MEXICOLOR

Standard procedure before any trip I take is to do some mandatory online research. I like to keep my Insta-feed as colorful as possible so I’m forever looking for colorful places to shoot. Finding those colorful places will never be a problem in Mexico City. No matter where you turn, you will always find a colorful market or museum somewhere. During research for this Mexico trip, I stumbled upon a hot pink house. After some more digging I learned the pink house was the last project ever designed by the late Mexican architect Luis Barragán. At first I thought it was a museum but it turned out the property was the home of the Luque family. The family did allow tours to be held at the house. So I definitely wanted to visit and learn more about the famous architect’s work and legacy.

Bienvenido a Casa Gilardi

This must be the place. Hard not to miss, the property really stands out apart from all the other generic looking houses in the street. Before you visit Casa Gilardi, as the hot pink house is named, you need to call first to make an appointment. If there are tours that day, make sure to go early, be there before 10am. Don’t be alarmed if they don’t immediately answer the door after you’ve rang it (like I did 16 times😬) they are probably having a private tour. The house was designed in 1975 when the architect was actually already retired. But when he saw the giant Jacaranda tree in the back, he decided to take the job. The tree was not to be taken down and the house was designed around it. The house doesn’t only attract many Insta-addicts but also a lot of (soon to be) architects from all over the world. So if you always wanted to date an architect, this is where you need to be!

Child friendly stairs

Typical for the work of Luis Barragán was how he worked with light and bright colors.

Minimalism

The quarters weren’t extremely spacious however, by working with light it appeared more dept was created.

Views

From the living room you could spot the precious Jacaranda tree.

The purple colored patio was inspired by the color of the Jacaranda tree blossoms. It so happened to be this tree was also in bloom during my visit and brightly colored the majority Mexico City.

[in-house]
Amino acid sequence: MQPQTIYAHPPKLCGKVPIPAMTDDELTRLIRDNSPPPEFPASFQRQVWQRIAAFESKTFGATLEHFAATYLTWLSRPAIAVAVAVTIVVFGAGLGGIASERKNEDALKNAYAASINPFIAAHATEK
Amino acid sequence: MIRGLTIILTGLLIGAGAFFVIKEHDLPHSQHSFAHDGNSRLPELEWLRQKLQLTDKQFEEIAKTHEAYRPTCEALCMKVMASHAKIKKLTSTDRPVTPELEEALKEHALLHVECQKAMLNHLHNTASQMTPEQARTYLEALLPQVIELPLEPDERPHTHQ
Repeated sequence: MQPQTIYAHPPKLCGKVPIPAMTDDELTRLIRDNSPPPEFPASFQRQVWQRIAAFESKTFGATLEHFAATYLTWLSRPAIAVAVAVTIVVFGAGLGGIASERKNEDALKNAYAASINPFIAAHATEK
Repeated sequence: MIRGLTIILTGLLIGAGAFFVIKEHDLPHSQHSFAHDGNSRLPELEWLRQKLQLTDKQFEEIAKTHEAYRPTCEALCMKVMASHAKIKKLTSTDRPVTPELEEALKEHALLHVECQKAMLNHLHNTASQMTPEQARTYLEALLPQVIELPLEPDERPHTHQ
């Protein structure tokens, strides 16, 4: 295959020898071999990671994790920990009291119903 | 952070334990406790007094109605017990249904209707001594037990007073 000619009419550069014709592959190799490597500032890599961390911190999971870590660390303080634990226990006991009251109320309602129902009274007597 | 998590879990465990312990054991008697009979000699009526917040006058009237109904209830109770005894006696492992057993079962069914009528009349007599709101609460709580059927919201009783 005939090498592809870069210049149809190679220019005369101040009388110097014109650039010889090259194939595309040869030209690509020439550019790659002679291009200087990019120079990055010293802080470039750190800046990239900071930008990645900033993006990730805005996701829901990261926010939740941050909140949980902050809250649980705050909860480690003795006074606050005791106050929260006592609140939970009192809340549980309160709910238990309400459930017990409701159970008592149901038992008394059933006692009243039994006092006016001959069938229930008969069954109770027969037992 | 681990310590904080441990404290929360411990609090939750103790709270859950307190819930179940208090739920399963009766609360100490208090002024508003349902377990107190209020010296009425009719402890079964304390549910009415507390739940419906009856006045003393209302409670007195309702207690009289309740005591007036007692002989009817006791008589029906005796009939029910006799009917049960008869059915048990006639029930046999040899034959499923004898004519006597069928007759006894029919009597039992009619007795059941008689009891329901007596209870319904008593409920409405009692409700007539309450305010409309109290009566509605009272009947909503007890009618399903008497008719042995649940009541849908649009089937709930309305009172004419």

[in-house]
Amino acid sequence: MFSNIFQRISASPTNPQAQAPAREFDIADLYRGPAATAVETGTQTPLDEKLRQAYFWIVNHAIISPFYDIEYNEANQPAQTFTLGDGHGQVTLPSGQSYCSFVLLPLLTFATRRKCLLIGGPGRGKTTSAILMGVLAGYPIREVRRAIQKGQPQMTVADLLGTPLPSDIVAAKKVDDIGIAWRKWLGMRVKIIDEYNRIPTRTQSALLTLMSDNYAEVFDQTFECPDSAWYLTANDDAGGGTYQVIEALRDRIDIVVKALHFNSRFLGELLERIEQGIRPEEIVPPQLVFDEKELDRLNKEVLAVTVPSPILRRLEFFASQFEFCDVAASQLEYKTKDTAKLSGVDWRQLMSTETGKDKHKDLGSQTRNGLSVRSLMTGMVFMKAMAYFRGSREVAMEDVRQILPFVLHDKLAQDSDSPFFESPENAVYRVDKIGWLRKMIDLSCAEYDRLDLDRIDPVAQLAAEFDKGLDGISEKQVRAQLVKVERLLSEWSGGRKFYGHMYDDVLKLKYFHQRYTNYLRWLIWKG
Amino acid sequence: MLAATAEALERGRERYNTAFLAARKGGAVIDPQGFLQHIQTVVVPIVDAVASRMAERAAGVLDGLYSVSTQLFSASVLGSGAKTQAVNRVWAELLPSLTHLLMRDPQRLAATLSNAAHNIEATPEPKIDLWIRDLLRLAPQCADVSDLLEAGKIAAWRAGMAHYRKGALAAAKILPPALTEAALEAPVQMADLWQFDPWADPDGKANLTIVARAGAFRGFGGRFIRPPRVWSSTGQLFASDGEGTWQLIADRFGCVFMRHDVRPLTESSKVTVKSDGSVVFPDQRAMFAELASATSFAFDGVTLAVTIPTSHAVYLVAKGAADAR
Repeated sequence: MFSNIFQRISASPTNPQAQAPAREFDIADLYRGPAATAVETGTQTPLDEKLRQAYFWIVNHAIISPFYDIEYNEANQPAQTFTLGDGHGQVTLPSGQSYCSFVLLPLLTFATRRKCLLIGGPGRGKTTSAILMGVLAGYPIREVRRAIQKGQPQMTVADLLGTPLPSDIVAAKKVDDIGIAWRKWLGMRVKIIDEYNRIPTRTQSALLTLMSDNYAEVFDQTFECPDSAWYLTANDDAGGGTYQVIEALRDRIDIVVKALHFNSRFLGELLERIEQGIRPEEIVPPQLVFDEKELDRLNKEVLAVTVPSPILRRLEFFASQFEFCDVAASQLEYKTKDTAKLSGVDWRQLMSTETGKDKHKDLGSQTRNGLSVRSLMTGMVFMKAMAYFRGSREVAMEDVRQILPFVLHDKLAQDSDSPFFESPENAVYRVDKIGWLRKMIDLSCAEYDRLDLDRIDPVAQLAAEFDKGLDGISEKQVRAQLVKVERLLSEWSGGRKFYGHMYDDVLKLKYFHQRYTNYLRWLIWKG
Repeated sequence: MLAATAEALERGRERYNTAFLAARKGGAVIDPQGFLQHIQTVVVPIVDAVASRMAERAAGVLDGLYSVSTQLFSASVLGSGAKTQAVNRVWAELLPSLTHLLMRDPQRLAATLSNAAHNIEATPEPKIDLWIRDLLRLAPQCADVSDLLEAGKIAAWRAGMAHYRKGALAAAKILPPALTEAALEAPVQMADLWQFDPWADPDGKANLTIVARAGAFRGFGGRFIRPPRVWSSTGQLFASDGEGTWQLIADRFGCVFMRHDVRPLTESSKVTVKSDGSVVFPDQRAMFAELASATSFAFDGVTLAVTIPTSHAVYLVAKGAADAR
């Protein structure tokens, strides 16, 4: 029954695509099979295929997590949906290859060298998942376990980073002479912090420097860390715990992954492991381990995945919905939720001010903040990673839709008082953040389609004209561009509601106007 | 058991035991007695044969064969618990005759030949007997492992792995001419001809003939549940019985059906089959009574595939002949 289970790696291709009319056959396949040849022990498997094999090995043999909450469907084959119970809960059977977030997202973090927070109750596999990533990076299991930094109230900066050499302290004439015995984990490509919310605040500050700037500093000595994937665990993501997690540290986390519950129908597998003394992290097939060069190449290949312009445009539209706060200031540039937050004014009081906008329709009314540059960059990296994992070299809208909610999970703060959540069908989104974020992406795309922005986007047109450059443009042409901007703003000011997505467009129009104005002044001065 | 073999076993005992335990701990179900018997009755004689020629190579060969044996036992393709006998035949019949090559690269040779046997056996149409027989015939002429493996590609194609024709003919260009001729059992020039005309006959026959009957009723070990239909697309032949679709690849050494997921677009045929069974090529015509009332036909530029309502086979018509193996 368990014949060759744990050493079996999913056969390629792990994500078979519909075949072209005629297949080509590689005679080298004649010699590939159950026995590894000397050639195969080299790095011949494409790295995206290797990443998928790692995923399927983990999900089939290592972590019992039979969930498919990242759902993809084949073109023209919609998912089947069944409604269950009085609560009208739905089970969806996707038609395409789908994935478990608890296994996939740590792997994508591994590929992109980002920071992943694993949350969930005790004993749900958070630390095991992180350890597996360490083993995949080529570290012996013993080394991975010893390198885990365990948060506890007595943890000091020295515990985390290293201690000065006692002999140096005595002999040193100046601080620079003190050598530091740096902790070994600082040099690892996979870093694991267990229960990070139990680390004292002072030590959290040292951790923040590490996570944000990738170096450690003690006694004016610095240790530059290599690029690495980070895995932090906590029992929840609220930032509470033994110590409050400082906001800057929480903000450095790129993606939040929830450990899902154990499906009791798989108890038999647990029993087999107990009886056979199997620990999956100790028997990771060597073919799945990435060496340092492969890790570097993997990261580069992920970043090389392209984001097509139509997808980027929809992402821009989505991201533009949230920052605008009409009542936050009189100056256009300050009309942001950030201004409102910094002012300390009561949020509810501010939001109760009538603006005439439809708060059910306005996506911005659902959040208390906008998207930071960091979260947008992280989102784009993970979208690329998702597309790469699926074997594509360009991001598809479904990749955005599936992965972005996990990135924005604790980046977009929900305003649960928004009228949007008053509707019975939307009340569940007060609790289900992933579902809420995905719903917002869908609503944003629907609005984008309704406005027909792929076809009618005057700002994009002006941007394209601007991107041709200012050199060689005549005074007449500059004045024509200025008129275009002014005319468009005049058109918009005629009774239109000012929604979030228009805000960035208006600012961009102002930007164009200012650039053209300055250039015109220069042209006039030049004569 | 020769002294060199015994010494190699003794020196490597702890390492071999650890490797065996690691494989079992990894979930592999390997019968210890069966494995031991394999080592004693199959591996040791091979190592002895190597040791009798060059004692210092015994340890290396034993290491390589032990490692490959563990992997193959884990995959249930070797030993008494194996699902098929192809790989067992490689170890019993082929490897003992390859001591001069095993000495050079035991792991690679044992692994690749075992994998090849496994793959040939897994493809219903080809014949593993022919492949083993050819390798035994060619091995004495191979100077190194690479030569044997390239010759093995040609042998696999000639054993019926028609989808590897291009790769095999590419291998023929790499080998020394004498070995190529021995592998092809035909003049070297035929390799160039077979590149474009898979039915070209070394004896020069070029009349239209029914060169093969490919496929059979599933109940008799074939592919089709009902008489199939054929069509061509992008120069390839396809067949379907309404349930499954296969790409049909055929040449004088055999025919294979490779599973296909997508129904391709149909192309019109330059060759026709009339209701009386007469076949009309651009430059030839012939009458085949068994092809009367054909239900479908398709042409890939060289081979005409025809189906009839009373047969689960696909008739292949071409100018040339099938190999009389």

Paul Smith LA vibes

Did you know the famous Paul Smith store on Melrose avenue in Los Angeles was inspired by the work of Luis Barragán?

A artsy environment calls for an artsy pool picture.

After a large group of Instagrammers was more or less escorted out of the property there was some special time available for guest who where genuinely interested in architecture. My colleague and I (😬) and a few architects received some extra background information about Luis Barragán’s inspiration for Casa Gilardi and how the colors he used were specially designed for him. After that there was some time to take some pictures without anyone in the background. Just the way I like it, uhu, uhu!

Let there be light! The hallway to the indoor pool perfectly represents the work of the Mexican architect. By using yellow glass for the many windows it looks like the sun is permanently shining down there.

Want to see the last work of Luis Barragán yourself? You’ll find Casa Gilardi on Calle Gral. Antonio León 82, San Miguel Chapultepec, Mexico City. Make sure to call first to make a tour reservation. The tour will set you back about 300 pesos and and additional 500 if you want to take pictures (which…I mean of course). They only accept cash. You’re welcome to stop by from Monday to Saturday from 10am to 2pm and 3pm to 4pm.

xx Mishanou

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